An official statement recently published on Centrelink’s web site has further clarified the situation in regard to income earned from solar feed in tariffs.
While much of the media focus of late has been on feed in tariffs affecting retirees on a government pension, the announcement from Centrelink also incorporates information relating to recipients of other benefits.
Centrelink says feed-in tariff credits on electricity accounts will not be subject to income tests, but feed in tariff cash payments to pensioners (for example by cheque or by direct deposit) will continue to be counted as income for pension purposes.
The adjusted policy applies from 14 May 2010 and is relevant to not just pensions, but all Social Security income support payments.
Centrelink says feed-in tariffs paid as cash will be included under the income test over 12 months. For example, if a beneficiary of Centrelink income support payments receives a cheque from their electricity company for $260 it will be counted as $10 income per fortnight for 26 fortnights. (Source).
According to Energy Matters co-founder Max Sylvester, “This is mixed news. We were under the impression earlier this week that pensioners receiving income from feed in tariffs would not be affected in any way so we are very disappointed with this announcement in that respect. We were also still in the dark in relation to the situation for people receiving other Centrelink benefits, such as NewStart. While Centrelink’s announcement does better define this aspect, it’s still not 100% clear whether “income support payments” includes Family Allowance, a benefit that hundreds of thousands of families receive. We’ll be seeking clarification on this.”
In the case of pensions, while for a person’s pension to be affected by cash income from feed in tariffs their total assessable income would need to exceed $142 a fortnight for singles and $248 a fortnight for couples combined; Mr. Sylvester says Centrelink should take an entirely “hands off” approach in regard to benefit recipients when it comes to feed in tariff income gained through residential solar power systems.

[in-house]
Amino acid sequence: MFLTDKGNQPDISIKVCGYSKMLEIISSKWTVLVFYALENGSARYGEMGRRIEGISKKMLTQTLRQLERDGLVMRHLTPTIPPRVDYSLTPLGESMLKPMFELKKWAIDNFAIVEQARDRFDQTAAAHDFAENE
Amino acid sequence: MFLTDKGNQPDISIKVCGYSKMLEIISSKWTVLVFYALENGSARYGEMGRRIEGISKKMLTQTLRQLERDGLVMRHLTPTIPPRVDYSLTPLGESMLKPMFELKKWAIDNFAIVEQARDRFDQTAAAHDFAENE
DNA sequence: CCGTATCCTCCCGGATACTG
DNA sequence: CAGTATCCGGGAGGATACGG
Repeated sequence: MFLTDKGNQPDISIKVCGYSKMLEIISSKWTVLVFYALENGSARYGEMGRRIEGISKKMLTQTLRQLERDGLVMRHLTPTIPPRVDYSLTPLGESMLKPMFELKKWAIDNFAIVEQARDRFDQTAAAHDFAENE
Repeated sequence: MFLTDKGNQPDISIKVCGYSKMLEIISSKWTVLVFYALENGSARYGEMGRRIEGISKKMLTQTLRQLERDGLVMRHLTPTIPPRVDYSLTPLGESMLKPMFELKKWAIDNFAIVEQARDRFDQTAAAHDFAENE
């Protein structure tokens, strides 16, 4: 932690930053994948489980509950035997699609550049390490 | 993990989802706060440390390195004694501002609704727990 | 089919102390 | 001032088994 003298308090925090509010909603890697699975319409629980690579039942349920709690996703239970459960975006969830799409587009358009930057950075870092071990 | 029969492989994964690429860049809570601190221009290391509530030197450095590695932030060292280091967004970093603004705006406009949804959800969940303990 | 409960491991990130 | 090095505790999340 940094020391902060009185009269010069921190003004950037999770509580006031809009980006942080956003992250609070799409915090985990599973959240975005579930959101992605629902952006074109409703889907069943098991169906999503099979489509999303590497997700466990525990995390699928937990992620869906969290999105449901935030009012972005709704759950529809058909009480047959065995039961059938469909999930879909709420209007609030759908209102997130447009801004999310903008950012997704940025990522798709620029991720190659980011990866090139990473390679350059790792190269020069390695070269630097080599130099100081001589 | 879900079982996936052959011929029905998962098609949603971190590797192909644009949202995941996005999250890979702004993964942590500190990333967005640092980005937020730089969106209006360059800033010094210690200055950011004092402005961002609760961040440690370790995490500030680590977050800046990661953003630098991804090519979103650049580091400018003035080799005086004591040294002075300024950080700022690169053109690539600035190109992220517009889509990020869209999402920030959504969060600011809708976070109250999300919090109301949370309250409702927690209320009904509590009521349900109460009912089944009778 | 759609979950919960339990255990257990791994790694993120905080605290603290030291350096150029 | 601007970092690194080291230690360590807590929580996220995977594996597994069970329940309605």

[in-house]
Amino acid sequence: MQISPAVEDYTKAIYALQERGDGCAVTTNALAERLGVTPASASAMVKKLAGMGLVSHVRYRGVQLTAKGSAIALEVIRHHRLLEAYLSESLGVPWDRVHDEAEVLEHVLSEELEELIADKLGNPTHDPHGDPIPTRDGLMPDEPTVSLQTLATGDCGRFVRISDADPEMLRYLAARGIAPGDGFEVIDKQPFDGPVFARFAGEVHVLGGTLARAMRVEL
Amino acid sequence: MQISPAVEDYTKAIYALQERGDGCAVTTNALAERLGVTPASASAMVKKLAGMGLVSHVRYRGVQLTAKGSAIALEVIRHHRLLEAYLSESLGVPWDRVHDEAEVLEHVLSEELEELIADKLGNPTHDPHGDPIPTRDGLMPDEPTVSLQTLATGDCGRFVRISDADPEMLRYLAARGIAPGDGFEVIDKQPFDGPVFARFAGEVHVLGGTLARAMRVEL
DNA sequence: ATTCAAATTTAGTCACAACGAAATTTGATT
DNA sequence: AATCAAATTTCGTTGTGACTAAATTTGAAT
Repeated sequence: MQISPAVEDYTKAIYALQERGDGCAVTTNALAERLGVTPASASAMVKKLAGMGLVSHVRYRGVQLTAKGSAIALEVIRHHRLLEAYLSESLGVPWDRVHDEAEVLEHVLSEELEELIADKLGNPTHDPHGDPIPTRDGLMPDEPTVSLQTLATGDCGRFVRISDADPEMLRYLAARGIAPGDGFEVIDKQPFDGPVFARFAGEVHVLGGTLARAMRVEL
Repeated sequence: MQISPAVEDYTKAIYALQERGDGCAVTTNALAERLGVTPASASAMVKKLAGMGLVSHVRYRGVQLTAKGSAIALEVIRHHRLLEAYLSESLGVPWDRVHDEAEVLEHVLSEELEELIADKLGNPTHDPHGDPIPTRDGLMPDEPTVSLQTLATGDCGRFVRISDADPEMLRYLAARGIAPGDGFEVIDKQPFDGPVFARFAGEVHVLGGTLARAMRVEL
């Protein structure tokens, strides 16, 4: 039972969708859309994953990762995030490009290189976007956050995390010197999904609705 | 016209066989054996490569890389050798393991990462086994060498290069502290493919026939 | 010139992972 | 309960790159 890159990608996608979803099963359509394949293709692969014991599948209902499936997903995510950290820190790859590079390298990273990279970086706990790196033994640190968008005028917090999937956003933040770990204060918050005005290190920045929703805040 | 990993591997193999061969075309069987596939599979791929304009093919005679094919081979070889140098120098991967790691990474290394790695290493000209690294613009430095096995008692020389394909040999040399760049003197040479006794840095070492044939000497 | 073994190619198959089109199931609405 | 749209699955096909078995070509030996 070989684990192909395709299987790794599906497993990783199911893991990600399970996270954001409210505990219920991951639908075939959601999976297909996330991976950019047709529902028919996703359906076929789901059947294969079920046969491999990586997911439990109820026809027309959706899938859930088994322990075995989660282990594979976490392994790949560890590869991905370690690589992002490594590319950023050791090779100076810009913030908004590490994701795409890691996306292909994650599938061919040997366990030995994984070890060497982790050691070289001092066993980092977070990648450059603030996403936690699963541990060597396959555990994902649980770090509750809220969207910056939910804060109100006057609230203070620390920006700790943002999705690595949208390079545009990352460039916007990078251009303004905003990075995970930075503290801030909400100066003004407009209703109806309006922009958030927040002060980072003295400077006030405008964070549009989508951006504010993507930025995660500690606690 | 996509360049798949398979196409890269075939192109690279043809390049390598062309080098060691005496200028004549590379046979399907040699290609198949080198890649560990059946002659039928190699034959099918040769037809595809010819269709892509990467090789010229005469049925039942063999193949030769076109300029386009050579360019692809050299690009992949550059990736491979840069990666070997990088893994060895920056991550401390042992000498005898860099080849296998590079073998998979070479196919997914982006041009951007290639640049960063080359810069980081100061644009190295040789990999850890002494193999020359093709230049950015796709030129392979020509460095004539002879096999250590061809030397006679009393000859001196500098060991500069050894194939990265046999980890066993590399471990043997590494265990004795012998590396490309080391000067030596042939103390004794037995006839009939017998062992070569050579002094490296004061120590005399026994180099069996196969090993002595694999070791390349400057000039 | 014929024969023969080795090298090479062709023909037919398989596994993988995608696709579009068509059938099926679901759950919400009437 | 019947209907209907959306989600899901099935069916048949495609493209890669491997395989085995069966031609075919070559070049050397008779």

“The continued stability of Australia’s solar industry aside, recipients of Centrelink benefits who have solar power systems are making a solid contribution to shifting Australia away from fossil fuel based power generation and helping to slash domestic power related greenhouse gas emissions – they should be rewarded, not penalised. Centrelink should not be standing in the way of this critical contribution and their policy as it stands will still discourage some people from installing solar power systems.” says Mr. Sylvester.
“The ATO are saying feed in tariff revenue is not considered income in most domestic scenarios, yet Centrelink is saying that it is income. The Government really needs to get its house in order, especially considering there is an election coming up and the recent failure to deliver on their Emissions Trading Scheme. This news just further impacts on the Government’s green credibility among Australians seeking to decrease their environmental impact.”